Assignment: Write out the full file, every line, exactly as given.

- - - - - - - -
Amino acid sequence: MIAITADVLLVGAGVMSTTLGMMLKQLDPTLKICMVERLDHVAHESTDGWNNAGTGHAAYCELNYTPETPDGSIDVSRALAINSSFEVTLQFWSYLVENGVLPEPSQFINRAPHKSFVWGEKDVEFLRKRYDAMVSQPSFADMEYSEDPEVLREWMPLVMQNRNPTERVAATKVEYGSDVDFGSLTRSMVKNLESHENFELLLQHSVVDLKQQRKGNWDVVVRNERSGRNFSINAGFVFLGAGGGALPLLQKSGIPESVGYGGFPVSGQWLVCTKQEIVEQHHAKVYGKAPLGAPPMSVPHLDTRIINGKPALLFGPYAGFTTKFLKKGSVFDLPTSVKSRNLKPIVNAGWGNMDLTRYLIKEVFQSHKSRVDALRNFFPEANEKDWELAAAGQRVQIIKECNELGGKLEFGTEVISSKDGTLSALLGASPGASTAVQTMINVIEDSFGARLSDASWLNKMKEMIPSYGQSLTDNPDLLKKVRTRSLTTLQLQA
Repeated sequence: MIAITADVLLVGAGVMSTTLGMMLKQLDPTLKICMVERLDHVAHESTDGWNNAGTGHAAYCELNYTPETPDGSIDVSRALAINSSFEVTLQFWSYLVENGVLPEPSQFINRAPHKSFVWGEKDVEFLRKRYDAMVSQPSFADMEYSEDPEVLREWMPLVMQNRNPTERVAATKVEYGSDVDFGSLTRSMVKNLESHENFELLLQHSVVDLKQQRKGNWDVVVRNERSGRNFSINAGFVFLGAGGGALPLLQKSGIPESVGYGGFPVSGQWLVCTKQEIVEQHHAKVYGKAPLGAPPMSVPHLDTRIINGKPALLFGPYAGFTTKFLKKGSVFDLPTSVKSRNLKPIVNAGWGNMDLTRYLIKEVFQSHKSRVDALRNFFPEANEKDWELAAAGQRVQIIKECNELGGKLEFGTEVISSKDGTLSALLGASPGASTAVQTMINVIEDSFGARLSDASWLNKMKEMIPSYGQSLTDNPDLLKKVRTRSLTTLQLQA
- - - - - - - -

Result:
Amino acid sequence: MIAITADVLLVGAGVMSTTLGMMLKQLDPTLKICMVERLDHVAHESTDGWNNAGTGHAAYCELNYTPETPDGSIDVSRALAINSSFEVTLQFWSYLVENGVLPEPSQFINRAPHKSFVWGEKDVEFLRKRYDAMVSQPSFADMEYSEDPEVLREWMPLVMQNRNPTERVAATKVEYGSDVDFGSLTRSMVKNLESHENFELLLQHSVVDLKQQRKGNWDVVVRNERSGRNFSINAGFVFLGAGGGALPLLQKSGIPESVGYGGFPVSGQWLVCTKQEIVEQHHAKVYGKAPLGAPPMSVPHLDTRIINGKPALLFGPYAGFTTKFLKKGSVFDLPTSVKSRNLKPIVNAGWGNMDLTRYLIKEVFQSHKSRVDALRNFFPEANEKDWELAAAGQRVQIIKECNELGGKLEFGTEVISSKDGTLSALLGASPGASTAVQTMINVIEDSFGARLSDASWLNKMKEMIPSYGQSLTDNPDLLKKVRTRSLTTLQLQA
Repeated sequence: MIAITADVLLVGAGVMSTTLGMMLKQLDPTLKICMVERLDHVAHESTDGWNNAGTGHAAYCELNYTPETPDGSIDVSRALAINSSFEVTLQFWSYLVENGVLPEPSQFINRAPHKSFVWGEKDVEFLRKRYDAMVSQPSFADMEYSEDPEVLREWMPLVMQNRNPTERVAATKVEYGSDVDFGSLTRSMVKNLESHENFELLLQHSVVDLKQQRKGNWDVVVRNERSGRNFSINAGFVFLGAGGGALPLLQKSGIPESVGYGGFPVSGQWLVCTKQEIVEQHHAKVYGKAPLGAPPMSVPHLDTRIINGKPALLFGPYAGFTTKFLKKGSVFDLPTSVKSRNLKPIVNAGWGNMDLTRYLIKEVFQSHKSRVDALRNFFPEANEKDWELAAAGQRVQIIKECNELGGKLEFGTEVISSKDGTLSALLGASPGASTAVQTMINVIEDSFGARLSDASWLNKMKEMIPSYGQSLTDNPDLLKKVRTRSLTTLQLQA